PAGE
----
I met her a few days later. “I have already told Patrick that you’re doing Time Wave Zero with him,” she said with a congenial smile and a slight hint of malevolence. Someone needed to make the decision for me.

The custodian of Climbing Wisdom may have yielded, but it kept its hold on me. It dictated my climbing life for the next few months, making sure we had the best possible chance of not hurting ourselves. I climbed 24 routes in the gym a session to improve endurance, researched online comments other climbers left about the route, studied the photos, created an Excel spreadsheet detailing each pitch, and figured out what provisions to bring with us. What do we do if we had to poop, and we were not supposed to leave anything on the route? Use an empty Pringles can, of course.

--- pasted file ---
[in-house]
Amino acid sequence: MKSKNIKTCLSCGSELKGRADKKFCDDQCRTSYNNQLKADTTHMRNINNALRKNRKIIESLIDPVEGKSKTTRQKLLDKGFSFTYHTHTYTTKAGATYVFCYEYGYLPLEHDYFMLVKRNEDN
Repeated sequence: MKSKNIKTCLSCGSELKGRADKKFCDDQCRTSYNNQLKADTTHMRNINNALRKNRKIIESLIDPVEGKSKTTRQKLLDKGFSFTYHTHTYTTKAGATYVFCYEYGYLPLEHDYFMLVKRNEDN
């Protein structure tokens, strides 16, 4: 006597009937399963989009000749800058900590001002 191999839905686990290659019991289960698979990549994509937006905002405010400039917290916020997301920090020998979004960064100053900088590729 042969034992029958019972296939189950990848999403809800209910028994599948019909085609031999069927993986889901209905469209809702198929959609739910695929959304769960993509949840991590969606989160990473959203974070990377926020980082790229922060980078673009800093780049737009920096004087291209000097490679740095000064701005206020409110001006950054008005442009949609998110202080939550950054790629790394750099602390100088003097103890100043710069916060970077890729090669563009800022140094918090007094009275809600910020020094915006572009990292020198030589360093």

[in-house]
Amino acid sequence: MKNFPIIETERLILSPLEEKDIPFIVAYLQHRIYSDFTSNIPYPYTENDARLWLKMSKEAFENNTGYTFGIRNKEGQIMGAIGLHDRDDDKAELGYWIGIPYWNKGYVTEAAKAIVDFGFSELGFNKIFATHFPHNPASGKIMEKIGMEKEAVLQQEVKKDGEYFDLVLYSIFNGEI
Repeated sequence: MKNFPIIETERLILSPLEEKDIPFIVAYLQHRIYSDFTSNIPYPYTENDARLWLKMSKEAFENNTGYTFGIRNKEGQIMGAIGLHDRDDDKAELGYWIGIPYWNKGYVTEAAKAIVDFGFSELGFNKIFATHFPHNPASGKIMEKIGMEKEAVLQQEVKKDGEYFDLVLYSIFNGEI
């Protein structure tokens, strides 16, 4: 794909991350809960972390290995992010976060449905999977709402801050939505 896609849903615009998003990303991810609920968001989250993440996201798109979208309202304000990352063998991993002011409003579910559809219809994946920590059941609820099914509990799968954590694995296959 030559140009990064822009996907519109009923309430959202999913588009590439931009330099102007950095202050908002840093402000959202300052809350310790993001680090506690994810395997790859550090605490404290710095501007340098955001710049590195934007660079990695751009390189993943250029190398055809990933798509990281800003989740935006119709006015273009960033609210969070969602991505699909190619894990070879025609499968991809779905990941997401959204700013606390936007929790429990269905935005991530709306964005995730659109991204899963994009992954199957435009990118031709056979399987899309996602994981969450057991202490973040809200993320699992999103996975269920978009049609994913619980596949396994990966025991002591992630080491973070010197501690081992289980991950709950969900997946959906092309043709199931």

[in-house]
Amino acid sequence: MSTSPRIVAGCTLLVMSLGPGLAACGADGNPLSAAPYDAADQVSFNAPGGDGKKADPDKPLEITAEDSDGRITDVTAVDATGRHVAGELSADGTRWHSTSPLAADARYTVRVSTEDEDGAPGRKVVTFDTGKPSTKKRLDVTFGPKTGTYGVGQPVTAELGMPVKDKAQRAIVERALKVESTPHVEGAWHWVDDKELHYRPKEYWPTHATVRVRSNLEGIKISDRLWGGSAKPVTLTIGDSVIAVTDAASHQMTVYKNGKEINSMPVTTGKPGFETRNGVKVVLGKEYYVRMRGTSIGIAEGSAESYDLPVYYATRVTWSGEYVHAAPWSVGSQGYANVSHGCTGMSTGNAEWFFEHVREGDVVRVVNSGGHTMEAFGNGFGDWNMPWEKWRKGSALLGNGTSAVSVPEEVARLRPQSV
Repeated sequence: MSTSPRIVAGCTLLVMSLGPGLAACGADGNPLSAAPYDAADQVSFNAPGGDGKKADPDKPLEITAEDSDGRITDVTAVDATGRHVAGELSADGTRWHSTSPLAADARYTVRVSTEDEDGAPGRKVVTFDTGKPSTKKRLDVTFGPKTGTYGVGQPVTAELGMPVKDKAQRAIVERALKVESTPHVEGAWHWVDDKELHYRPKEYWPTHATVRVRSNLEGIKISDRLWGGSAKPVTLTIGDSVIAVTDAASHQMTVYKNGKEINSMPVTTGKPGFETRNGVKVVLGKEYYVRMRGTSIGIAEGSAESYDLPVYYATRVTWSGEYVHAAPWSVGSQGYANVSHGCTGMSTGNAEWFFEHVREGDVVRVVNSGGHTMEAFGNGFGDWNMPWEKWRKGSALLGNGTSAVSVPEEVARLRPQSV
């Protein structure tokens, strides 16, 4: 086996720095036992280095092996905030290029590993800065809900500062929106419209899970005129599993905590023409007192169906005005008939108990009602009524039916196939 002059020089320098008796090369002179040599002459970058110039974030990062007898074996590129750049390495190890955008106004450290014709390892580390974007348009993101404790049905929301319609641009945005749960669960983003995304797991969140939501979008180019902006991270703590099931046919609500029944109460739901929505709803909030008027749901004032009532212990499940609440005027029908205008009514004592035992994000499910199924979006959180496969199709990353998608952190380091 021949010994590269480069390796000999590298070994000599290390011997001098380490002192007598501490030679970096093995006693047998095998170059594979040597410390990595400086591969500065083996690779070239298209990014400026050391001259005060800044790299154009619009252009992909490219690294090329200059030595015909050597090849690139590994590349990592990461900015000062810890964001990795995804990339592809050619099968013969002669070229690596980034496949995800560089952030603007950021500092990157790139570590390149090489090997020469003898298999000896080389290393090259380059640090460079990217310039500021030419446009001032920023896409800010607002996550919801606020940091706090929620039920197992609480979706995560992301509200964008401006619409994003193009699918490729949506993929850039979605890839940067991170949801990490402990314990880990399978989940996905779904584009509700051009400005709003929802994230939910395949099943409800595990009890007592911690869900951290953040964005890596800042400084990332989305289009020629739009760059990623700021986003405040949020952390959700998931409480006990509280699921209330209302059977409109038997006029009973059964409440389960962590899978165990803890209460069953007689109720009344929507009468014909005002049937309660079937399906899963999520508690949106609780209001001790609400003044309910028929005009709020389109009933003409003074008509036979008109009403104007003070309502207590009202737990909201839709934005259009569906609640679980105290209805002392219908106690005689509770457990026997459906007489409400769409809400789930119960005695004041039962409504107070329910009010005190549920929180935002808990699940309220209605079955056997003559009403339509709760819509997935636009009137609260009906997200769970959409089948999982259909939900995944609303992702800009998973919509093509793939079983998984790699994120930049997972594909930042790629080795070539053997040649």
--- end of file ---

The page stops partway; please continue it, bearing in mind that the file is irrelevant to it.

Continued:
We checked out the approach to the base of the climb the day before. The sun was out. It was warm. I worried I had tired myself out just scoping the approach, having sweated enough to soak a T-shirt for the first time in five months. We came to a fork and took a wrong turn but stumbled into an area with unabashedly bright ochre sand, a surprise after having gotten used to the more unassuming grayish limestone everywhere else in the park. We tried to take a shortcut across the slope towards the right direction but figured we’d wasted enough time and turned around instead. After getting back on the path and correcting our bearings, we arrived at the base of the climb.